Fiona MacDoanlad Woodland Portrait Project
Field Notes for visitors, by the artist
This exhibition is the first public showing of new work made as the result of my persistent engagement with one smallish, ordinary-extraordinary wood near the M25 in Kent. This wood (actually two interconnected woods and some scrub and steep pasture) is on the hills between my house and the motorway and is on the North Downs. I plan to spend several more years exploring with/in, and learning, this particular place.
The exhibition Woodland Portrait Project at Peacock Visual Arts is conceived as one large, multidisciplinary installation. It aims to mirror the discovery and detail in woodland. I place one thing alongside, against or even inside another, to evoke how disparate large and small things nest and entangle to produce a unique ‘ecology’ in wooded space. It does not attempt to be a scientific or objective or realist study, rather it is very personal exploration of learning a place and becoming-with a place, by making art with and in and through it.
The large sculptural hanging drawings are tree portraits, but portraits more ‘with’ than ‘of’ the tree. Each one is made by encasing a section of tree in my chosen paper, and then making a rubbing of the bark with graphite. This is making that requires touch, literally rubbing up against a place – thus a meeting of bodies, a co-production. There is an indexical relationship between the drawing and the tree, which I think is stronger than that of a photograph. These rubbed marks are made by the tree in physical contact with the paper, my body, and the graphite. The tree and me meet here on this paper. What is produced by that meeting is the artwork, but also a transformation of our relationship. The tree becomes individuated, personified. As my project carries on into the future, my aim is to rub each species of tree in the wood (I have counted twenty-three so far) but the trees are approached as individuals, and acknowledged as co-creators of the piece.
Tucked in and around the ‘trees’ in this show are responses to lots of other aspects and beings that populate these particular woods. There is a ring of sculptures that look something like dancing figures. The shapes of these sculptures are derived from woodland flower petals, one from the Common Spotted Orchid, and the other from one petule of the conical Bugle, both of which species are relatively common in the chalk-hills of the Kent Downs. Each shape is made from four colours, because they are cast in the four soils types I have dug up from the woods (Kent has a notoriously complex geology, having intricate layers of sedimentary rocks and soils laid down by successive river basins and shallow seas) Each of my soils was dug out and made visible by an animal – the yellowish sand and the ashy grey were both from rabbit burrows, the white chalk from a badger sett and the brown mud from a molehill. I am not sure where the ash came from, but I do know that during World War Two, these woods were heavily used by the army, and I find metalwork (billy cans and the like) that date from this time lying about, and even one shattered shell casing still sits grimly among the bluebells. There are lots of craters as well.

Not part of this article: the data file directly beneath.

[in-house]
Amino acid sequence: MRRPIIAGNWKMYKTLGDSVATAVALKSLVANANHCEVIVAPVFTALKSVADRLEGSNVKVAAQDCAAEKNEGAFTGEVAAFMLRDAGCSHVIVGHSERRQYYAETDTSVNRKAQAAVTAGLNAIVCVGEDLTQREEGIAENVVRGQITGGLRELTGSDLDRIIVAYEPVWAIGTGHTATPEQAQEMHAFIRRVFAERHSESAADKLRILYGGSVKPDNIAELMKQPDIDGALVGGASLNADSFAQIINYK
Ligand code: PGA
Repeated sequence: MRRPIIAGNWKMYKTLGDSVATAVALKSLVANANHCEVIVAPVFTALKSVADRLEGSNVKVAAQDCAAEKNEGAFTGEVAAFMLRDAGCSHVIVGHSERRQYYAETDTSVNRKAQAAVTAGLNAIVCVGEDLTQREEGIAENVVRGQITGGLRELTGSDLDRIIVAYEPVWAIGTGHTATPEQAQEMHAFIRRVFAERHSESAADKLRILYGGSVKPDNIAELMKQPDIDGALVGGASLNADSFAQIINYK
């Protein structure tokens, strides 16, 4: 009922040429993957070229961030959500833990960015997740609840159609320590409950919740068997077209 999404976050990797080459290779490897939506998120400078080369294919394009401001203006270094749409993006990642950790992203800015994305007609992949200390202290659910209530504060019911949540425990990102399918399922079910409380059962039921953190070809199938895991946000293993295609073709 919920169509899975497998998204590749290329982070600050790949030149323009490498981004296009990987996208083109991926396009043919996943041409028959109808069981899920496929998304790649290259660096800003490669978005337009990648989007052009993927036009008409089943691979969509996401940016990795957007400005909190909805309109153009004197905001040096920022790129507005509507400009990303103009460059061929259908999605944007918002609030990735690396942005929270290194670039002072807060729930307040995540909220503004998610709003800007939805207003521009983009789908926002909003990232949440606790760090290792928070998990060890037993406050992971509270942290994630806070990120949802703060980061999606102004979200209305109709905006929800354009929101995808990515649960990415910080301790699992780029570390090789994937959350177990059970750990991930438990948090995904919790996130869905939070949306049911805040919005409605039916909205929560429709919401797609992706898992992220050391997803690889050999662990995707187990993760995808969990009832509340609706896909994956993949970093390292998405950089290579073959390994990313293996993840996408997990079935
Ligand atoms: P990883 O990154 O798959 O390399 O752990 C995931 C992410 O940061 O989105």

The two metal wall brackets hang works made in a similar way (using a process of exchange and accretion) but with different creatures. The larger brackets hang Foxhole Polygon. The muddy painting you can see is one of two shaped canvases I sewed in the Autumn of 2013. The other one was made out of linen, and sized with rabbit skin glue, a traditional painter’s medium used to protect material against the damaging effects of oil paint. I left these either side of a foxhole. The linen one got mightily scuffed up straight away, and within a week it had disappeared. The one you see stayed out all winter and I retrieved it in the Spring.
The smaller brackets hang Snaketrap Drawings. The paper had graphite and King Alfred’s Cake, a dry blackish kind of bracket fungus, which produces good pigment when it spores, grated onto it before I hid them under snaketraps (squares of metal or carpet that wildlife enthusiasts use to entice snakes to warm up under so they can count, not catch, them) on the nature reserve. I can’t promise that the snakes made the marks you see, but slowworms definitely enjoy using these places, I’ve seen them several times. And I’ve seen grass snakes, but never yet the adders for which the nature reserve is famed. I fear slugs may be responsible for the holes though. Enormous, orange slugs.